Continuing north, here is the west side of Jefferson between Arsenal and Gravois. From here, this is Jefferson from Gravois south to Arsenal.
Walkable environments are so important, and why so many American cities are struggling.
The Saint Louis Art Museum Sculpture Hall is influenced by the Baths of Caracalla, but it’s also inspired by the Basilica of Constantine and Maxentius, which is one of my favorite buildings in the Roman Forum. It is mostly collapsed from… Continue Reading
The Basilica of Great Saint Lawrence is one of the most important churches in the world you’ve never heard of. It sits across what is now a plaza, but was once crowded with houses, from the Colonnade of St. Lawrence.… Continue Reading
The old walls of Roman Milan came by here, and due to most likely being incorporated into San Maurizio al Monastero Maggiore, this tower and another square one have survived barbarian invasions and the destruction of the original church. They… Continue Reading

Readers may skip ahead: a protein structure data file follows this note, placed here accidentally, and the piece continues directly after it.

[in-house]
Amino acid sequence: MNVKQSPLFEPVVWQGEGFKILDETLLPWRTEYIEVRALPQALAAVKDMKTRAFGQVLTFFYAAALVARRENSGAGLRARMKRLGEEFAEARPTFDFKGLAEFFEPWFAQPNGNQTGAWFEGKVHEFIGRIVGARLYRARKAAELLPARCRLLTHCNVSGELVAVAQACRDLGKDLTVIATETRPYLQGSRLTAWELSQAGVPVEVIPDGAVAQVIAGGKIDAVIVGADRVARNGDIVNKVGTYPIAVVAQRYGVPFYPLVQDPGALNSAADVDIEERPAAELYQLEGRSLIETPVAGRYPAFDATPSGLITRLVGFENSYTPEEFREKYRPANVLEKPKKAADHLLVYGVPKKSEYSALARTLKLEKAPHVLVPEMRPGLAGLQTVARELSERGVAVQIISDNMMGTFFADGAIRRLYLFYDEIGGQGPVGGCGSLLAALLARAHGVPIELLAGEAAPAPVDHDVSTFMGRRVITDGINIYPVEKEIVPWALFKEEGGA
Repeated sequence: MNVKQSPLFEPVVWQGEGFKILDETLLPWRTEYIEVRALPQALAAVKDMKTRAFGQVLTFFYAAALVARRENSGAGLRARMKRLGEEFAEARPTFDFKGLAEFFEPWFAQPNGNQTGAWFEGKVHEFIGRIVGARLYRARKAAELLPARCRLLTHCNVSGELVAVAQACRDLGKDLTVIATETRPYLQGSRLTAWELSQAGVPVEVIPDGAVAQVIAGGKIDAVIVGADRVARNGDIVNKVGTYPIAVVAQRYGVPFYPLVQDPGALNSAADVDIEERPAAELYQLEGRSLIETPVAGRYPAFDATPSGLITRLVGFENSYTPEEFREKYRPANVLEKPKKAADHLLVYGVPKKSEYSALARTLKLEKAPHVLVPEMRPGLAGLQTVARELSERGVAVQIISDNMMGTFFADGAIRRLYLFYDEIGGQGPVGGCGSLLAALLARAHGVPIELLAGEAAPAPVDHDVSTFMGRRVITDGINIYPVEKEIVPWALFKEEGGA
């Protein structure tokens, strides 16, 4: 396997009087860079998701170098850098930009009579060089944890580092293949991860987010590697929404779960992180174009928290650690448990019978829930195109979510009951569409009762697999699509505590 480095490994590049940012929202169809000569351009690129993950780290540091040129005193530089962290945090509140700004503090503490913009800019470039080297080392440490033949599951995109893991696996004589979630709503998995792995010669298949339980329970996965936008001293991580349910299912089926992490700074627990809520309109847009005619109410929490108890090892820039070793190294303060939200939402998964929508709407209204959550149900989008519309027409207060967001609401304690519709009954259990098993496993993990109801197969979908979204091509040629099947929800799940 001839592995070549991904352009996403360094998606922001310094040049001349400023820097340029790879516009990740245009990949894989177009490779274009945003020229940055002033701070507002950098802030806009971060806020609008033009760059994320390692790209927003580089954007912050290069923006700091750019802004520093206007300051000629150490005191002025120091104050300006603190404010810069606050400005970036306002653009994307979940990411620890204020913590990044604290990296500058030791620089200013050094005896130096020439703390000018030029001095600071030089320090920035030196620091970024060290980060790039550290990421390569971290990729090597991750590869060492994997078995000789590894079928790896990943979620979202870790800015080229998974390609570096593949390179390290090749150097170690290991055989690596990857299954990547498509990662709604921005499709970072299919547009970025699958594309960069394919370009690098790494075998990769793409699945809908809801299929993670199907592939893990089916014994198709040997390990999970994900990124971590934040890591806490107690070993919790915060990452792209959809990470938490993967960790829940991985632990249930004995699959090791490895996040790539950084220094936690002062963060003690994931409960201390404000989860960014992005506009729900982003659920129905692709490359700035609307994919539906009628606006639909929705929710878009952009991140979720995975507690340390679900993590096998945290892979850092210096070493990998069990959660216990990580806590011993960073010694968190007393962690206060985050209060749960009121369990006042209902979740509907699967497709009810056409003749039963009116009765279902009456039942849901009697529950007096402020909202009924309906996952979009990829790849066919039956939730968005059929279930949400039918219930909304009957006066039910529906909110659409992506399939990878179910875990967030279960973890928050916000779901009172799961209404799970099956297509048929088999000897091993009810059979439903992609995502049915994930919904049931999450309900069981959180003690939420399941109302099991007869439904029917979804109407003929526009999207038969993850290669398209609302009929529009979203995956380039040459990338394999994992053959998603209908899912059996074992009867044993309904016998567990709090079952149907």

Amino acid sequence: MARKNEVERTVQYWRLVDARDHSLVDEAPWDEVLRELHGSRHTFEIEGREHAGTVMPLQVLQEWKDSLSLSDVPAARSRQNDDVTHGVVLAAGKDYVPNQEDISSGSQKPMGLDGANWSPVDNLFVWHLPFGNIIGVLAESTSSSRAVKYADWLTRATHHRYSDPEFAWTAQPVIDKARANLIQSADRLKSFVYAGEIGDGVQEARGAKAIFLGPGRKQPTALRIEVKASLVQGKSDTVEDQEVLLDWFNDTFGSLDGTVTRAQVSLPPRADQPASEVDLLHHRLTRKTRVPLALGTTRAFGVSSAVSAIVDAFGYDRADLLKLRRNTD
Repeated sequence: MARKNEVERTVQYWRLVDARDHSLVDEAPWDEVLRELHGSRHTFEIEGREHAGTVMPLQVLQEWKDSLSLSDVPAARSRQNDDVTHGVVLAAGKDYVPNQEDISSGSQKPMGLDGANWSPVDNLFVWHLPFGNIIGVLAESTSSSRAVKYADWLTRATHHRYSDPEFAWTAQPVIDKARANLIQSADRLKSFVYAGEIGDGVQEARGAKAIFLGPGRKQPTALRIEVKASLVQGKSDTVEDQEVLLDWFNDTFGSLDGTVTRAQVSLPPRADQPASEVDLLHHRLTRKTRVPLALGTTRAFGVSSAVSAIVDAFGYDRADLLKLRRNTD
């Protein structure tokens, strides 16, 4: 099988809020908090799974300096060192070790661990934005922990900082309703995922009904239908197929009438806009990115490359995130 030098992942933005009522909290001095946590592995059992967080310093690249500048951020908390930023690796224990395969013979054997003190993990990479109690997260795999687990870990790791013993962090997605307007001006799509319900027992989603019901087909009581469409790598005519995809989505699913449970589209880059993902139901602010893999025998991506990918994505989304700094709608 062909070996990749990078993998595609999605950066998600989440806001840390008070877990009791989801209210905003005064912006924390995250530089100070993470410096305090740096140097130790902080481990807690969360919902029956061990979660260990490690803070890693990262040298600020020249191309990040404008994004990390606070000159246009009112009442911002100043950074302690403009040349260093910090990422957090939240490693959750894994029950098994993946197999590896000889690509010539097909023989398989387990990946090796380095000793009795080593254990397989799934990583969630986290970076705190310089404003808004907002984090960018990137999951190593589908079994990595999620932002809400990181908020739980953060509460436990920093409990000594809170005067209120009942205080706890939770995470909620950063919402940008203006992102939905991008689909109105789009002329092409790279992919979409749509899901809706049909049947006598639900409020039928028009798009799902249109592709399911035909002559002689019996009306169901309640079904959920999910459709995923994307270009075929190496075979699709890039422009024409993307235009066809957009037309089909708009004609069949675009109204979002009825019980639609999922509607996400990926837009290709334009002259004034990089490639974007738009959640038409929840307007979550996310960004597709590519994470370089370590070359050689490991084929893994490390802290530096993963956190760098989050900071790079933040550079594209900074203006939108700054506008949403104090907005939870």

For the next week, I will be showing sites around the northern Italian city of Milan, which is famous for many things, but not so much for its ancient Roman and Paleo-Christian past. I often feel that cities, such as… Continue Reading
The intersection of 2nd and Madison Streets remains intact, for the time being, with a wealth of beautiful buildings, many of which have been built since the 1909 Sanborn Map below. The Engine Company No. 28 was already there, and… Continue Reading
This fire station is interesting in that it occupies a small portion of the corner of Hyde Park.
Sitting on a little triangle of land along South Broadway and just north of the vacant lot that was once the Home Brewery, the beautiful fire station reminds me of the fachwerk architecture of Anheuser-Busch in the early Twentieth-Century.
I love finding these old houses in Midtown built right after the Civil War, such as the one above, right in the Gothic Revival shadow of St. Alphonsus Ligori, still an active parish church. It also seems like the Stockton… Continue Reading